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Remai Art Gallery of Saskatchewan wins Canadian Architect, Award of Excellence
December 15, 2011
Remai Art Gallery of Saskatchewan:

To be built in one of Canada’s fasting-growing urban communities and healthiest economies, the Remai Art Gallery of Saskatchewan is critical to the urban vitality of Saskatoon. It contributes to the realization of a 30-year plan to transform Saskatoon’s south downtown into the River Landing, an urban redevelopment project to create a cultural and community hub between the city and the South Saskatchewan River. The gallery is conceived as the civic heart of River Landing. Since the Mendel Art Gallery opened its doors in 1964, the city has nearly doubled in size, diversified its economy, embraced a global perspective, and become known as the “Gateway to the New North.” The new gallery builds on the Mendel’s legacy to serve the city and its environs, and the design responds to community, context, resources and program. It focuses equally on the gallery spaces and the spaces between the program to offer Saskatoon and its citizens a comfortable, engaging public realm through all seasons, and particularly during the extreme cold winter months. The massing strategy responds to the L-shaped site located between 1st and 2nd Avenues. It faces south to the river, and east to one of a series of roundabouts that connect the city to the riverbank. The form responds to the low, flat topography of Saskatchewan’s prairie landscape and evokes agrarian traditions of building indigenous low-rise rectilinear sheds and barns. Four cantilevered horizontal volumes engage the river edge to the south and 2nd Avenue to the east. The south elevation spans the length of the site and the ground floor is fully glazed to provide continuous daylit public spaces with access to the river. Entrances at each end integrate the gallery into the new pedestrian flows along the riverbank. Each of the four stacked horizontal volumes is designed as flexible loft space and oriented for views to the river. The horizontal stratification maximizes south exposure for views and access to natural sunlight. Double-height areas and atria draw light deep into the floor plate, optimizing the low sun angles for passive solar heat gain. Overhangs and screens block sunlight during warmer seasons. These and other architectural and technical strategies are designed to collectively achieve 50% lower energy consumption compared to international gallery standards. Every public space on every level is organized to face the river, and a central atrium organizes the plan, while supporting a daily range of amenities and special events. The ground floor features a generous connecting stair which initiates a continuous path–an interior, vertically connected community street–through all levels. The exterior will be clad in a copper-coloured metal screen. The use of copper was inspired by the Bessborough Hotel (CNR, 1932), one of Saskatoon’s historic architectural landmarks located further north along the river. The new architecture of the gallery simultaneously looks back and forward. It forges a strong relationship to the legacy of the Mendel and creates a platform to reinforce the role of art for the “advancement of Saskatoon as a creative city dedicated to life-long learning.”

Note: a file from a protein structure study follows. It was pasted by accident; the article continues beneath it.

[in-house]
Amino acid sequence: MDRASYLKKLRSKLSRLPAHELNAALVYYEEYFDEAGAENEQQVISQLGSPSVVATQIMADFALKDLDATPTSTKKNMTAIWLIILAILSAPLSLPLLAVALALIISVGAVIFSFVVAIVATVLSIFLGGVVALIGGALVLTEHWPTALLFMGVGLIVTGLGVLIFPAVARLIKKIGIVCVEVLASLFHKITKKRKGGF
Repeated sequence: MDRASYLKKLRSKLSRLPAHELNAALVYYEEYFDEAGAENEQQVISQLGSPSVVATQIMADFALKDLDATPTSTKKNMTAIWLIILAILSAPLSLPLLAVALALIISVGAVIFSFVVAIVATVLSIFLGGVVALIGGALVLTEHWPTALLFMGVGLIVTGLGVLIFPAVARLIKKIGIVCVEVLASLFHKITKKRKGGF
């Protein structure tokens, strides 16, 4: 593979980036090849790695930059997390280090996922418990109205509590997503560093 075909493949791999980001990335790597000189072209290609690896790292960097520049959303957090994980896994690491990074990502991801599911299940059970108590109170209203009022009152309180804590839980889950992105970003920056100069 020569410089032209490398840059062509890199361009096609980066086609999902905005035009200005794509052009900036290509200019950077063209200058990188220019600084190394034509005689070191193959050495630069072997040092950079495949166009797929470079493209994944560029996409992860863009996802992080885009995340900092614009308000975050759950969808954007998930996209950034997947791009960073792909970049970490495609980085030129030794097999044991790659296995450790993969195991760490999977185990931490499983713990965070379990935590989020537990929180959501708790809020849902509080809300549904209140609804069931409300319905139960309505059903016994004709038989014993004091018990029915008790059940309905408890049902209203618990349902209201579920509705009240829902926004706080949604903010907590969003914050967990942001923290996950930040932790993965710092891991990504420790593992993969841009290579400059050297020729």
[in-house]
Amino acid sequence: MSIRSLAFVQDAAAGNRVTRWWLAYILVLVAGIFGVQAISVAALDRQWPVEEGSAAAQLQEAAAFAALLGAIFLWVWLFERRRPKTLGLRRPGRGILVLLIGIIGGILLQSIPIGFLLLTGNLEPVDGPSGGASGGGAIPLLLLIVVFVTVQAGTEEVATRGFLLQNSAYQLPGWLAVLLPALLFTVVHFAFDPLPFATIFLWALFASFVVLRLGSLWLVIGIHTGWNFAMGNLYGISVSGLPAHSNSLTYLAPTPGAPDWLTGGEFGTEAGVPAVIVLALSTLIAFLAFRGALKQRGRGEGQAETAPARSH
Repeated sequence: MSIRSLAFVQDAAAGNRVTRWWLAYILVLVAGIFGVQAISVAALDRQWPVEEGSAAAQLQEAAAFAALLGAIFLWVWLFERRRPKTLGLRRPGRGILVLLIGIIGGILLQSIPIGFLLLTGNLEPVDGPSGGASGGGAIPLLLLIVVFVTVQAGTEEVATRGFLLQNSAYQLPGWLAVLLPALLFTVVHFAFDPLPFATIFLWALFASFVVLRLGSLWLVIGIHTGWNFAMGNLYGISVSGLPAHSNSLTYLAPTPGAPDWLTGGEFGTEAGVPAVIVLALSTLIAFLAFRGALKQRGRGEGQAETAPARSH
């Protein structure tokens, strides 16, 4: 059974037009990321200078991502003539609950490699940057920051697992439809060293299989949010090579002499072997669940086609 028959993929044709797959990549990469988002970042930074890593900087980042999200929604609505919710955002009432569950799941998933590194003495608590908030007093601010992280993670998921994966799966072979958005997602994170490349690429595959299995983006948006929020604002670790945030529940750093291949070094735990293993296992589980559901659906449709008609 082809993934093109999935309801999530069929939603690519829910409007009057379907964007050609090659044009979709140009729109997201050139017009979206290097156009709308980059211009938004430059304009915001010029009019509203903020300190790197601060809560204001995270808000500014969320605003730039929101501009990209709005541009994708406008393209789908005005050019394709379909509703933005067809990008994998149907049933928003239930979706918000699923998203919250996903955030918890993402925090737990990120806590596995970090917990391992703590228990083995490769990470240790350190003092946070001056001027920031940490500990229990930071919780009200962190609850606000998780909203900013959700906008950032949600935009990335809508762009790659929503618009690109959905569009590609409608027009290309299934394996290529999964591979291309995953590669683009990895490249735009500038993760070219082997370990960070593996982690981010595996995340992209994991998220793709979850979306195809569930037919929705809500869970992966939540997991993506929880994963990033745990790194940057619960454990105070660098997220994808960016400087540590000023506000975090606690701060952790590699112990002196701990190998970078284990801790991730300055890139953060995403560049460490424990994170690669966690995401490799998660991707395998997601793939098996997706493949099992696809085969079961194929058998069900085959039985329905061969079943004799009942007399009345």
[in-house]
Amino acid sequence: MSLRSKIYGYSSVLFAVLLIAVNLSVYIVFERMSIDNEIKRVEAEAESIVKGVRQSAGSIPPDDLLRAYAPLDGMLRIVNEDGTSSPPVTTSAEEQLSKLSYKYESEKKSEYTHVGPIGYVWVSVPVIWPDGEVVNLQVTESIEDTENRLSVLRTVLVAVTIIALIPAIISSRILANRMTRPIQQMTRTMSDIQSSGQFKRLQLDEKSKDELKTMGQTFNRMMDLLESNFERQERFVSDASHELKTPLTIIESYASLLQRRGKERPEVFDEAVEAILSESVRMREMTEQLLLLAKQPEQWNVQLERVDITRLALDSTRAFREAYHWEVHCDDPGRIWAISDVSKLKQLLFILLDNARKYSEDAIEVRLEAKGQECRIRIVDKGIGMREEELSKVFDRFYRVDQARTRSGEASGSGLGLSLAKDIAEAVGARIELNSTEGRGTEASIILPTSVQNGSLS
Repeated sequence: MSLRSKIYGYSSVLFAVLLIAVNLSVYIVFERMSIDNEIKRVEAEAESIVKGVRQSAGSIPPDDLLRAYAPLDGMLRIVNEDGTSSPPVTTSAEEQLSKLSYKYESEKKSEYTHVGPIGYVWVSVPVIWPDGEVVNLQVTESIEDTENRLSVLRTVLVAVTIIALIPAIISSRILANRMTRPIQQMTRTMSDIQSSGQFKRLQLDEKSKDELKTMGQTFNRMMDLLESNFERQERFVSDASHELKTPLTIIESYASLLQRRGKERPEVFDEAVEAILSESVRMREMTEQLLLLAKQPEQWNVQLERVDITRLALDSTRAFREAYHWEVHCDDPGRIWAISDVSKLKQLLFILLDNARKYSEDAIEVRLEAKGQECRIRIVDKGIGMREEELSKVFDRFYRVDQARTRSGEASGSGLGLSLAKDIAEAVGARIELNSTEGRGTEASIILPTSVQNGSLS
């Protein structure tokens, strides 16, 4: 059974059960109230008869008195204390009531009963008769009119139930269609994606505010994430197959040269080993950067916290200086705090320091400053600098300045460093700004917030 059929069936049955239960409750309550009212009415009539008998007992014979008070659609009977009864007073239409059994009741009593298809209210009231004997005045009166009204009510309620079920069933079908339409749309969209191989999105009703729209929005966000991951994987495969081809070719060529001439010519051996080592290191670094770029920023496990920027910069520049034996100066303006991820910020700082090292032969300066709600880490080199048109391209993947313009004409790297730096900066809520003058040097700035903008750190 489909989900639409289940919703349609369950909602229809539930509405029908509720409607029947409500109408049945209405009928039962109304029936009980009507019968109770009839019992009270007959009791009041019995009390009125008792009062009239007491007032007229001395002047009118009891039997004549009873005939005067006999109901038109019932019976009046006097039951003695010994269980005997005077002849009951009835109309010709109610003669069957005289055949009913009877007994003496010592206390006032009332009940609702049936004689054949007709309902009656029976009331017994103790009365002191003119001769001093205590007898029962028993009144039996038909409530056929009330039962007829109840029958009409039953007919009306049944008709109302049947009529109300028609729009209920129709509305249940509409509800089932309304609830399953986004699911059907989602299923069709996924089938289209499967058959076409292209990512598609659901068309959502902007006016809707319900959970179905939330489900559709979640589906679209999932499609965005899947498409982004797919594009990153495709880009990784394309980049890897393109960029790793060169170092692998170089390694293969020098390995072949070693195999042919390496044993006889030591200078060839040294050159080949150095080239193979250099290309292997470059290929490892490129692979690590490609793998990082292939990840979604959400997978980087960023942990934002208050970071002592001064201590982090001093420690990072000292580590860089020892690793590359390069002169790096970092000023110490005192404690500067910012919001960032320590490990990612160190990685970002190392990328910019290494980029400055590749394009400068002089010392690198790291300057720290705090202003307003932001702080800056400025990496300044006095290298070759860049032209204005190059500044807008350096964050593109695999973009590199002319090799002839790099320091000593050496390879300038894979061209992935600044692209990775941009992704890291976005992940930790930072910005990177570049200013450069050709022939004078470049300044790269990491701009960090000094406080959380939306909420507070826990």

Read the Jury Comments here